Covers[edit]

Some artists have graced the cover many times, some of these pictures going on to become iconic. The Beatles, for example, have appeared on the cover more than thirty times, either individually or as a band.[57] The first ten issues featured, in order of appearance, the following:

Reference works[edit]

  • Bashe, Patricia R.; George-Warren, Holly; Pareles, Jon, eds. (2005) [1983]. The Rolling Stone Encyclopedia of Rock & Roll. New York: Fireside. ISBN 0-7432-9201-4. 
  • Brackett, Nathan; Hoard, Christian, eds. (2004) [1979, 1983, 1992]. The New Rolling Stone Album Guide. New York: Simon & Schuster. ISBN 0-7432-0169-8. 
  • Miller, Jim (1980) [1976]. The Rolling Stone Illustrated History of Rock & Roll. New York: Random House. ISBN 0-394-51322-3. 
  • Rolling Stone Cover to Cover – the First 40 Years: Searchable Digital Archive-Every Page, Every Issue. Renton, WA: Bondi Digital Pub. 2007. ISBN 978-0-9795261-0-7. 
  • Swenson, John (1985). The Rolling Stone Jazz Record Guide. New York: Rolling Stone. ISBN 0-394-72643-X. 

International editions[edit]

  • Argentina – Published by Publirevistas S. A. since April 1998. This edition also circulates in Bolivia, Paraguay and Uruguay.
  • Australia – Rolling Stone Australia began as a supplement in 1969 in Go-Set magazine. It became a full title in 1972. It was published by Silvertongues from 1974 to 1987 and by Nextmedia Pty Ltd, Sydney until 2008. It is now published by Bauer Media Group and is the longest running international edition.
  • Brazil – Published in Brazil since October 2006 by Spring Comunicações.
  • Bulgaria – Published in Bulgaria since November 2009 by Sivir Publications. Ceased publication as of the August/September 2011 issue.
  • Chile – Published by Edu Comunicaciones from May 2003 to December 2005. Published by El Mercurio from January 2006 to December 2011.
  • China – Rolling Stone in mainland China is licensed to One Media Group of Hong Kong and published in partnership with China Record Corporation. The magazine is in Chinese with translated articles and local content.
  • Croatia – Published since October 2013 by S3 Mediji. This edition also circulates in Bosnia and Herzegovina, Macedonia, Montenegro, Serbia and Slovenia.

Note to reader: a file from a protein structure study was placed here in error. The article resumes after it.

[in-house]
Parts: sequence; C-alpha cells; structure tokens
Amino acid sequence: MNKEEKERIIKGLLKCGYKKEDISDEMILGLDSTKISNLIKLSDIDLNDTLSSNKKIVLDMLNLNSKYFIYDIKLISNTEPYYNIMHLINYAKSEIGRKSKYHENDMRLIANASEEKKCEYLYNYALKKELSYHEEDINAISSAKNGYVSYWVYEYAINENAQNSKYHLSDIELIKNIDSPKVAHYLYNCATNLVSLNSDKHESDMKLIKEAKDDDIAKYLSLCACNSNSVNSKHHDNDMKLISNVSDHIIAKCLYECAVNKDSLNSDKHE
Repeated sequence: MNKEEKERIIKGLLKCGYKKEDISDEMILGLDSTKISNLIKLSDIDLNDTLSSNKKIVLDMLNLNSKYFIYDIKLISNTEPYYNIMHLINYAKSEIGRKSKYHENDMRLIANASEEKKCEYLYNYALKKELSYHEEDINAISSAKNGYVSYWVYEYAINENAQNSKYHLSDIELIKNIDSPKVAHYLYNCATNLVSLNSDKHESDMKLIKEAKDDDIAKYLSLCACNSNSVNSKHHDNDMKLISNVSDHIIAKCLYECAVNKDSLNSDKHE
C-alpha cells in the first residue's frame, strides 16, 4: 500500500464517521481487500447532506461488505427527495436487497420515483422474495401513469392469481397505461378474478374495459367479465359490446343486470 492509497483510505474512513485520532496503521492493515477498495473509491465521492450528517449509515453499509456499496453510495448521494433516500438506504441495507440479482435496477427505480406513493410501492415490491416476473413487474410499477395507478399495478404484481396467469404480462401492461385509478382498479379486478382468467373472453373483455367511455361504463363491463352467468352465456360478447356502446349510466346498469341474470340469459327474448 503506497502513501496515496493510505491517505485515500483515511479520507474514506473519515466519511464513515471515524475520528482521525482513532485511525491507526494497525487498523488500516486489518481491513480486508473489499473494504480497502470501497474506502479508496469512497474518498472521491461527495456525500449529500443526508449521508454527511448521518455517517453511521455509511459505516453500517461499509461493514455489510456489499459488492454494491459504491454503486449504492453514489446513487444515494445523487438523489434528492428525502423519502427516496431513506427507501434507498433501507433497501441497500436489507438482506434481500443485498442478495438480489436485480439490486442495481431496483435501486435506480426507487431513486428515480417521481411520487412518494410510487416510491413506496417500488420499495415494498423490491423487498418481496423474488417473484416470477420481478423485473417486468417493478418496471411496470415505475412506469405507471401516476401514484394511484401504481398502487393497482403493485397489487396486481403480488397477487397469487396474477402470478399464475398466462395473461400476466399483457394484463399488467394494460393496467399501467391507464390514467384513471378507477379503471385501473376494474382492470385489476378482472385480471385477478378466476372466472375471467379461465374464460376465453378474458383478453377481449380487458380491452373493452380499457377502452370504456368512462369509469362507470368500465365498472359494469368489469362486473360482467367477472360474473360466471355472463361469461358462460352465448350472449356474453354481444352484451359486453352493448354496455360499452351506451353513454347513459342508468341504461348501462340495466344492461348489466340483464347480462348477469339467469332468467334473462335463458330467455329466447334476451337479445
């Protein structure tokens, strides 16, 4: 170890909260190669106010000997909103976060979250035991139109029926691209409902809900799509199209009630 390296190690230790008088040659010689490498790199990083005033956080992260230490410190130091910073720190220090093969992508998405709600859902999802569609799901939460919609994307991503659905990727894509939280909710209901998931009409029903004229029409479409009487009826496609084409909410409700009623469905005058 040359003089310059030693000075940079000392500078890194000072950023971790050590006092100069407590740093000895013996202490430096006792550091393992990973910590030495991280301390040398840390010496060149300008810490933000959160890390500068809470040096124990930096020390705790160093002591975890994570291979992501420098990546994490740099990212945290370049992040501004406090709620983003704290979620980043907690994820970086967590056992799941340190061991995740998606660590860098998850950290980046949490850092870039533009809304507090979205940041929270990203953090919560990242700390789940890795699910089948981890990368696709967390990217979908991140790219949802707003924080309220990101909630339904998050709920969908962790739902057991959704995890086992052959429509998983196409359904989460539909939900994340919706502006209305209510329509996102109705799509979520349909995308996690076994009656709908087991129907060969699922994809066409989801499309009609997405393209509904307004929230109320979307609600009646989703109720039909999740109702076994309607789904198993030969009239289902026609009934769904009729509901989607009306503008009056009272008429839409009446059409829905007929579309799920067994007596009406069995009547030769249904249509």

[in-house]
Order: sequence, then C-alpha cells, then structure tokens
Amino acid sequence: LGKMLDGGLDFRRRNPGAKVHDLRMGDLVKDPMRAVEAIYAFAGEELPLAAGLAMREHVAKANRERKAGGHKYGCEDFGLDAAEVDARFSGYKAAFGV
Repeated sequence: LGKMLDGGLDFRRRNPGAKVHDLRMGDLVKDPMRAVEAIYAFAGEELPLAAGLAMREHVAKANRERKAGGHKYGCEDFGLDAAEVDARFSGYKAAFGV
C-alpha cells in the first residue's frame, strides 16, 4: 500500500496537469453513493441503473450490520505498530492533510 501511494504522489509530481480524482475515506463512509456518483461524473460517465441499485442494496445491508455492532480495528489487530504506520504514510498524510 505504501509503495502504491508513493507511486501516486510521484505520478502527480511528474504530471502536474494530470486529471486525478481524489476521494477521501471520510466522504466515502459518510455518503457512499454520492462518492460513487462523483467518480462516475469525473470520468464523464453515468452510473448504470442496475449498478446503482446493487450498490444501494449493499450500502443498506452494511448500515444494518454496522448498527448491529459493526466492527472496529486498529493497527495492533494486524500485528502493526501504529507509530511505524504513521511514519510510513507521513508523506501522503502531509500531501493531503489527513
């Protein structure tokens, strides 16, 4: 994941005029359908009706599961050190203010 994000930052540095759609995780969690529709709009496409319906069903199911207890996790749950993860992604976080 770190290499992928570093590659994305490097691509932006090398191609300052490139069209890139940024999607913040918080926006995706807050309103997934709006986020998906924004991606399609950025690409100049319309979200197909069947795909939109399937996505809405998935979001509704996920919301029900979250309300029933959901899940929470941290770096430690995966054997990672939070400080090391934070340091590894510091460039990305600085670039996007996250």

• Colombia – Edited in Bogotá for Colombia, Ecuador, Perú, Panama and Venezuela, since 1991.
  • France – Launched 2002. This edition temporarily ceased in 2007 and was relaunched in May 2008 under license with 1633SA publishing group.
  • Germany – Published in Germany since 1994 by Axel Springer AG.
  • India – Launched in March 2008 by MW Com, publishers of Man's World magazine.
  • Indonesia – Published in Indonesia since June 2005 by a&e Media.
  • Italy – Published in Italy since November 2003, first by IXO Publishing and by Editrice Quadratum until April 2014. Now the magazine is published by Luciano Bernardini de Pace Editore (Questionable because there is a first edition, No. 1 published in 1980's)
  • Japan – Launched in March 2007 by International Luxury Media Co., Ltd. (ILM). Published by atomixmedia Inc. (株式会社アトミックスメディア KK atomikkusumedia?) since 2011.
  • Mexico – Published by Prisa Internacional from 2002 until May 2009; from June 2009 it is published by Editorial Televisa under license.
  • Middle East – Published in Dubai by HGW Media since November 2010.
  • Russia – Published by Izdatelskiy Dom SPN since 2004.
  • Spain – Published by PROGRESA in Madrid, since 1999.
  • Turkey – Published since June 2006 by GD Gazete Dergi.
  • South Africa – Published since November 2011.
  • United Kingdom – Published under the title Friends from 1969–1972

See also[edit]

Notes[edit]

  1. ^ "You’re probably wondering what we’re trying to do. It's hard to say: sort of a magazine and sort of a newspaper. The name of it is Rolling Stone which comes from an old saying, "A rolling stone gathers no moss." Muddy Waters used the name for a song he wrote. The Rolling Stones took their name from Muddy’s song. "Like a Rolling Stone" was the title of Bob Dylan’s first rock and roll record. We have begun a new publication reflecting what we see are the changes in rock and roll and the changes related to rock and roll."—Jann Wenner, Rolling Stone, November 9, 1967, p. 2

Footnotes[edit]

  1. ^ "eCirc for Consumer Magazines." Audit Bureau of Circulations. Retrieved October 7, 2011.
  2. ^ a b c Freedman, Samuel G. (Date TK, 2002). "Literary 'Rolling Stone' sells out to male titillation". USA Today. Retrieved February 12, 2009.  Check date values in: |date= (help)
  3. ^ Weir, David; Salon people.com (April 20, 1999). "The evolution of Jann Wenner: How the ultimate '60s rock groupie built his fantasy into a media empire". Wenner's world. People. Retrieved February 12, 2009. 
  4. ^ "Pable Pawncasso". Pawn Stars. Season 4. Episode 18. April 4, 2011.
  5. ^ French, Alex. "The Very First Issues of 19 Famous Magazines". Mental Floss. Retrieved August 12, 2013. 
  6. ^ Palmer, Robert (1981). Deep Blues. Penguin Books. p. 104. ISBN 0-14-006223-8. 
  7. ^ Temple, Charles (April 18, 2009) "Rolling Stone closes last S.F. office.". San Francisco Chronicle. (Retrieved 8-13-2014.)
  8. ^ Bill Moyers, Matt Taibbi and Yves Smith on the Follies of Big Banks and Government, June 22, 2012
  9. ^ Rolling Stone ends large format after 4 decades, by Anick Jesdanun, The Associated Press, New York, Life, Tue, October 14, 2008 [1]
  10. ^ a b May 9, 2006. Does hating rock make you a music critic? Jody Rosen. Slate. Article charging "RS" with "fogeyism."